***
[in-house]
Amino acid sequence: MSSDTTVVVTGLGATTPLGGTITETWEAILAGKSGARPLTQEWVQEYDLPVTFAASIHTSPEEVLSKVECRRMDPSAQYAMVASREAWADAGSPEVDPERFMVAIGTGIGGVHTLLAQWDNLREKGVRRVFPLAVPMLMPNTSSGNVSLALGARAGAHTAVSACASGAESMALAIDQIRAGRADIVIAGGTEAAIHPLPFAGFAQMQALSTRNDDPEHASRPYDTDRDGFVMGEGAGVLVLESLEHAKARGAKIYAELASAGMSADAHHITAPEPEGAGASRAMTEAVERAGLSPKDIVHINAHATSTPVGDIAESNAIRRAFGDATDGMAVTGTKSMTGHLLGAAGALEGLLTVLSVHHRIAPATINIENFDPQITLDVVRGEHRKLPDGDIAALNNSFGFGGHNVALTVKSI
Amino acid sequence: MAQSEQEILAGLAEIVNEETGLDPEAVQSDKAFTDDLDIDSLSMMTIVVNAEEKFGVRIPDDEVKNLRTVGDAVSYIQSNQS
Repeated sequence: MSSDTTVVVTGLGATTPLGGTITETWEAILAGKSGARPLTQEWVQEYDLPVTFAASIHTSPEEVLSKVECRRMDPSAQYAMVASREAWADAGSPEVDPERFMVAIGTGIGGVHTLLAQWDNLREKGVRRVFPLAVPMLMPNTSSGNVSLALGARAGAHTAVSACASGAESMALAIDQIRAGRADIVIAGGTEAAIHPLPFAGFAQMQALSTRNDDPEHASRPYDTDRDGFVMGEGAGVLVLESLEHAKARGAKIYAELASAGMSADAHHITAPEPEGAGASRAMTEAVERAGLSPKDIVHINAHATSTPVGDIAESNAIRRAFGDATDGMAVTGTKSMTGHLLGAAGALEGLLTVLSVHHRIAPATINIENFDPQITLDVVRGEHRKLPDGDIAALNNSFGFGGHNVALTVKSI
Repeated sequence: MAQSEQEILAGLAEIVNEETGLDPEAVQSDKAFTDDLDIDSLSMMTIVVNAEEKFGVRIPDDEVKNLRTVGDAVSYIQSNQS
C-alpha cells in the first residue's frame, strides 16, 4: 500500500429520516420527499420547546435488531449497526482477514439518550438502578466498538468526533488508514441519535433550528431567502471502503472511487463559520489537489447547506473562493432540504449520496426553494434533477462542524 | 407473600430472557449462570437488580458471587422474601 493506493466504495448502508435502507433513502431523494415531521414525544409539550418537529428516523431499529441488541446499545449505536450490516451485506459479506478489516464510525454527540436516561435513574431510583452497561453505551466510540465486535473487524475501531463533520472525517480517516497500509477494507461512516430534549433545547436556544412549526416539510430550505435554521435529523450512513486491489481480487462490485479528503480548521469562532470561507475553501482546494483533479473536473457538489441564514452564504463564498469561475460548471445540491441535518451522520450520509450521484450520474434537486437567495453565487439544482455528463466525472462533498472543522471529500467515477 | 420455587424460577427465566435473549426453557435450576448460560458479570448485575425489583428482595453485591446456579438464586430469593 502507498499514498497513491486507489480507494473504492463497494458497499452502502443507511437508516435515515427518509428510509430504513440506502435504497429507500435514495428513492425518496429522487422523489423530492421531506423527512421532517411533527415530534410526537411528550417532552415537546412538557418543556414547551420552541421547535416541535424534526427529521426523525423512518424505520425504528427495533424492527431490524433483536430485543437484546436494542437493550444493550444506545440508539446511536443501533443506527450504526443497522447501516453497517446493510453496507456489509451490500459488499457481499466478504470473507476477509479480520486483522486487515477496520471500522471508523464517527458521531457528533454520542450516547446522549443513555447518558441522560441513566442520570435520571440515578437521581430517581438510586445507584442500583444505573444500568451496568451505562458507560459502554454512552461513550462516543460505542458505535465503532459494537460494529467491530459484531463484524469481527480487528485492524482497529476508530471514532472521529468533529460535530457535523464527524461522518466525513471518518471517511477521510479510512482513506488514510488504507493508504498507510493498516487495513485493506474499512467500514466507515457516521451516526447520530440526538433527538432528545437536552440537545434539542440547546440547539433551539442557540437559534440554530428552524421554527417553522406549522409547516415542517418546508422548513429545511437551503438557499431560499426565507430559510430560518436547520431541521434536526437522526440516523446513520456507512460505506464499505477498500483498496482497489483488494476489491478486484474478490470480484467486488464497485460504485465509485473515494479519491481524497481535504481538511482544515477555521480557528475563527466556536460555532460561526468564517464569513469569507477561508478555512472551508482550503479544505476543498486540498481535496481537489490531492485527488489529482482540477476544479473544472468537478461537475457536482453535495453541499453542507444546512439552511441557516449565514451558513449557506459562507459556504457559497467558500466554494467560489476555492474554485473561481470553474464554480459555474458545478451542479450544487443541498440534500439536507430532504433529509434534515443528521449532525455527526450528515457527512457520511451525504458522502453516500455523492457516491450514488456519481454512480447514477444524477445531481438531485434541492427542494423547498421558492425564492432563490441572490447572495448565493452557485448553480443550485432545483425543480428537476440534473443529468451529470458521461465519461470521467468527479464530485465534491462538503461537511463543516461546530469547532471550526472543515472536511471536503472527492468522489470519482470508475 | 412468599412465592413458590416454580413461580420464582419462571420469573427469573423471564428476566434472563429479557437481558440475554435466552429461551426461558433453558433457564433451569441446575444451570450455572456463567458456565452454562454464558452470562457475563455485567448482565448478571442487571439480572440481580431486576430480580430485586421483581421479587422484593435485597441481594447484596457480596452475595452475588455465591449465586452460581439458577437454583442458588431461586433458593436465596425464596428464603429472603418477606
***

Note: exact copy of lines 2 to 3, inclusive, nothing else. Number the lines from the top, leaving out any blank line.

Amino acid sequence: MSSDTTVVVTGLGATTPLGGTITETWEAILAGKSGARPLTQEWVQEYDLPVTFAASIHTSPEEVLSKVECRRMDPSAQYAMVASREAWADAGSPEVDPERFMVAIGTGIGGVHTLLAQWDNLREKGVRRVFPLAVPMLMPNTSSGNVSLALGARAGAHTAVSACASGAESMALAIDQIRAGRADIVIAGGTEAAIHPLPFAGFAQMQALSTRNDDPEHASRPYDTDRDGFVMGEGAGVLVLESLEHAKARGAKIYAELASAGMSADAHHITAPEPEGAGASRAMTEAVERAGLSPKDIVHINAHATSTPVGDIAESNAIRRAFGDATDGMAVTGTKSMTGHLLGAAGALEGLLTVLSVHHRIAPATINIENFDPQITLDVVRGEHRKLPDGDIAALNNSFGFGGHNVALTVKSI
Amino acid sequence: MAQSEQEILAGLAEIVNEETGLDPEAVQSDKAFTDDLDIDSLSMMTIVVNAEEKFGVRIPDDEVKNLRTVGDAVSYIQSNQS